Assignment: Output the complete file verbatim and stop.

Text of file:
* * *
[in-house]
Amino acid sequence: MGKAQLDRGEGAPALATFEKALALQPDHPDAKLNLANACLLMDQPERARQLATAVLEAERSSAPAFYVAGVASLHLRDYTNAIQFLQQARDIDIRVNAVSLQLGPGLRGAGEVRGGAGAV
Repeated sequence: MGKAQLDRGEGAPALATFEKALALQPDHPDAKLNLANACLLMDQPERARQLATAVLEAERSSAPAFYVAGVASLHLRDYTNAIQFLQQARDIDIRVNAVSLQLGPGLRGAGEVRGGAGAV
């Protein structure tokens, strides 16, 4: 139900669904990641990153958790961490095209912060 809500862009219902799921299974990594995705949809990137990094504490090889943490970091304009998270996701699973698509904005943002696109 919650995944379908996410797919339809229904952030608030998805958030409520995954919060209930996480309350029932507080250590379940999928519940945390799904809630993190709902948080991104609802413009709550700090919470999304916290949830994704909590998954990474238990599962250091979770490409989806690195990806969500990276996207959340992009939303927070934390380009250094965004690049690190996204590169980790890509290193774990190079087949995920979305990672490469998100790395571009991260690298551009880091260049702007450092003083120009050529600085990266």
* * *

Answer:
[in-house]
Amino acid sequence: MGKAQLDRGEGAPALATFEKALALQPDHPDAKLNLANACLLMDQPERARQLATAVLEAERSSAPAFYVAGVASLHLRDYTNAIQFLQQARDIDIRVNAVSLQLGPGLRGAGEVRGGAGAV
Repeated sequence: MGKAQLDRGEGAPALATFEKALALQPDHPDAKLNLANACLLMDQPERARQLATAVLEAERSSAPAFYVAGVASLHLRDYTNAIQFLQQARDIDIRVNAVSLQLGPGLRGAGEVRGGAGAV
């Protein structure tokens, strides 16, 4: 139900669904990641990153958790961490095209912060 809500862009219902799921299974990594995705949809990137990094504490090889943490970091304009998270996701699973698509904005943002696109 919650995944379908996410797919339809229904952030608030998805958030409520995954919060209930996480309350029932507080250590379940999928519940945390799904809630993190709902948080991104609802413009709550700090919470999304916290949830994704909590998954990474238990599962250091979770490409989806690195990806969500990276996207959340992009939303927070934390380009250094965004690049690190996204590169980790890509290193774990190079087949995920979305990672490469998100790395571009991260690298551009880091260049702007450092003083120009050529600085990266």